|The Aquila Derickson House|
The property on which the house sits was owned, like much of the surrounding land, by John Ball early in the 18th Century. (Ball's home was the original section of the McKennan-Klair House, just down the road.) About mid-century this part of Ball's tract was sold to Charles Williams (1711-1799), then in 1795 to Joseph Burns (1746-1817). Burns (or, Burn) was a lawyer, and at one time, a Justice of the Peace. Although I have not seen them, early 19th Century maps reportedly show Burns' house as being in approximately the same location as Aquila Derickson's later home. Burns' house was originally a log one that may have later been replaced with a frame structure. The property eventually ended up in the hands of Benjamin Springer (1760-1842), probably not long after Burns' death in 1817. Two years after Springer's passing, this tract and an adjacent one were purchased by Aquila Derickson, the grandson of one of the early Swedish settlers of New Castle County.
The record doesn't indicate what, if anything, was standing on the property when it was purchased by Aquila Derickson (1809-1881) and his wife Margaret (1810-1892). [Incidentally, depending on where you look, his name is alternately spelled with one or two L's, and one or two R's. His headstone has one of each, so that's the spelling I'm going with.] It doesn't appear that Benjamin Springer lived here -- I believe he resided in a house at what is now at the corner of New Linden Hill Road and Skyline Drive. It's possible that if a house did still stand on Limestone Road by the 1840's, it was used as a tenement house. In any case, when Derickson bought his part of the Springer estate (here is the decision of an 1848 court case regarding a right of way from Limestone Road to the Springer farm, through Derickson's property -- Linden Hill Road did not yet exist), he quickly set about erecting a new home for himself and his family.
The home Derickson built in 1846 is at once both similar to many of its contemporaries, and different enough to make it, I think, unique in this area. It is a 2-1/2 story home, built of stucco-covered fieldstone, that at first glance appears to be much like the other Georgian-style homes in the area dating from the first half of the 19th Century. However, where a typical Georgian-style house would have an odd number of symmetrical bays (usually 3 or five), Derickson's has six. Within those six are a pair of entrances, centered in the middle two bays. This seems to be the result of a mix between the traditional Georgian "I" house plan, and the older "continental" plan, which was usually a three-bay, side-passage design. It almost seems like Derickson took two continental plan homes and stuck them together to create a larger house more in-line with Georgian ideals. Later, two additions were built onto the rear of the house -- a 2 1/2 story stone ell on the north end, and a 1 1/2 story frame section on the rear of that.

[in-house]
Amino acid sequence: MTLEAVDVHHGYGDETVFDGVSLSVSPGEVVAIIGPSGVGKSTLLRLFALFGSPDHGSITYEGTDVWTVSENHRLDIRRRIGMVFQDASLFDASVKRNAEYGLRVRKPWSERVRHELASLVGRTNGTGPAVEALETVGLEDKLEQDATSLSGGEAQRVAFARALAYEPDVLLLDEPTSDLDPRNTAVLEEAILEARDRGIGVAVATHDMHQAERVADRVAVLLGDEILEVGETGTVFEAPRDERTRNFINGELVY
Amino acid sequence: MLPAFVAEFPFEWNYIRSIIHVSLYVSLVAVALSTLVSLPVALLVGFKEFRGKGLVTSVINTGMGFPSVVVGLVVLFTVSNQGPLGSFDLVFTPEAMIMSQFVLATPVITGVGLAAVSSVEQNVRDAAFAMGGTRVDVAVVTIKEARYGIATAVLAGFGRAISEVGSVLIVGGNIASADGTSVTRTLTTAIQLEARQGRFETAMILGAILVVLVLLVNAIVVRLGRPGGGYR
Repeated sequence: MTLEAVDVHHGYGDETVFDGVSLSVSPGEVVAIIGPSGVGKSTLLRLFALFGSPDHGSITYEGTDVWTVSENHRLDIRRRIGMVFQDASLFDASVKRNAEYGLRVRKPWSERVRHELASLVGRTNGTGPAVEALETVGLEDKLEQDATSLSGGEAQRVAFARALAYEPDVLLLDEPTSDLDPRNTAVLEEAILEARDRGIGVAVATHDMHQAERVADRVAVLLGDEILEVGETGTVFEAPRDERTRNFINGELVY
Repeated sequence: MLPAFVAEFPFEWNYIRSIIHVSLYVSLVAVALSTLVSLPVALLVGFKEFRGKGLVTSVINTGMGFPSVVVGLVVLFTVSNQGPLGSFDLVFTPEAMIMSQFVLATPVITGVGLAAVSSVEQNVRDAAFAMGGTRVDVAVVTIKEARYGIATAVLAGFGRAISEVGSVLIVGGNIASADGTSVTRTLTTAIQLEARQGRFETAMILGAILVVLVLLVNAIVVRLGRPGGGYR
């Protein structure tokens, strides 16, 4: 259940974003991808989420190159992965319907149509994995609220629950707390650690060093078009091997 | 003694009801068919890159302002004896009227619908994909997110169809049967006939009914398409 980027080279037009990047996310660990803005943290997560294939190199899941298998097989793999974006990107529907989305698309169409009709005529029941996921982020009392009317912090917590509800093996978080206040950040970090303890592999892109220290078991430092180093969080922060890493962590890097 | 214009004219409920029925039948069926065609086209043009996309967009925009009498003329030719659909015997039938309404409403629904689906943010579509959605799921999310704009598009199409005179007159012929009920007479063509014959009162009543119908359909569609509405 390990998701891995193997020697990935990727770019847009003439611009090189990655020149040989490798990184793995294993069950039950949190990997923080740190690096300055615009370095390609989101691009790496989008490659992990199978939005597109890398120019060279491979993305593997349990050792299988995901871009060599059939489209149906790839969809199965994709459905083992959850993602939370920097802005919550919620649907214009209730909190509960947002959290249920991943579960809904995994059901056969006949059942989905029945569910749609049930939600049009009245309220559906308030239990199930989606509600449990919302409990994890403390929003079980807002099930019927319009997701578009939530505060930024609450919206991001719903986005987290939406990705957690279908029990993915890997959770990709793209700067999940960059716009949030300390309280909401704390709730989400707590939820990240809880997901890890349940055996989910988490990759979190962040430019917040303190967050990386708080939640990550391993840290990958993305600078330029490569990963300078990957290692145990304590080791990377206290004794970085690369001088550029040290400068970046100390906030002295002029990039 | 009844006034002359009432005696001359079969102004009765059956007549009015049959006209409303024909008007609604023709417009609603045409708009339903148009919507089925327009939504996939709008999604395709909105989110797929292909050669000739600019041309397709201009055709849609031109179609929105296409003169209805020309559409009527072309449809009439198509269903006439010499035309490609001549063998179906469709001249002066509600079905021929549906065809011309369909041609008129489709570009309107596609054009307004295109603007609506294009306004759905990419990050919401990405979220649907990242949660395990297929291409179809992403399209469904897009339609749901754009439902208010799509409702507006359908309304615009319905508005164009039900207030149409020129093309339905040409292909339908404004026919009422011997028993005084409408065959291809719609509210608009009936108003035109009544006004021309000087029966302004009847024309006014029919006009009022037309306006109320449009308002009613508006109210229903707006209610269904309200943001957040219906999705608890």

|North rear of Derickson House, showing additions|
The Dericksons had 11 children in all, but only four survived past early adulthood. Three of those were sons, and they all eventually settled in homes on land originally owned by their father. The eldest son, Joseph (1833-1898), moved into a now-gone house across the road from his father. It sat towards the end of what is now (go figure) Derickson Drive. The next son was Calvin (1844-1900), and it was he who stayed in the family home after Aquila's death. There doesn't seem to be any indication of this anywhere, but I would speculate that he also built the ell onto the north end of the rear of the house. Both Joseph and Calvin were involved at one time with the Spring Grove textile mill, which sat on Mill Creek near the foot of Stoney Batter Road.
The youngest son, Bayard (1846-1904), resided in a house just south of Old Linden Hill Road. It appears, without a name, on an 1849 map, so this was likely a farmhouse associated with one of the tracts Aquila purchased in the early 1840's. It may have been the Williams or McDonald farm referenced in the right of way case. As best as I can tell, it sat about where the gravel parking lot for Carousel Park is now. Although the Derickson family once owned numerous structures in the area (including a barn, dating from the Burns ownership, that sat where New Linden Hill Road now meets Limestone Road), the only one remaining is Aquila's beautiful and unique house. Thankfully this one still stands as a reminder of this once important family.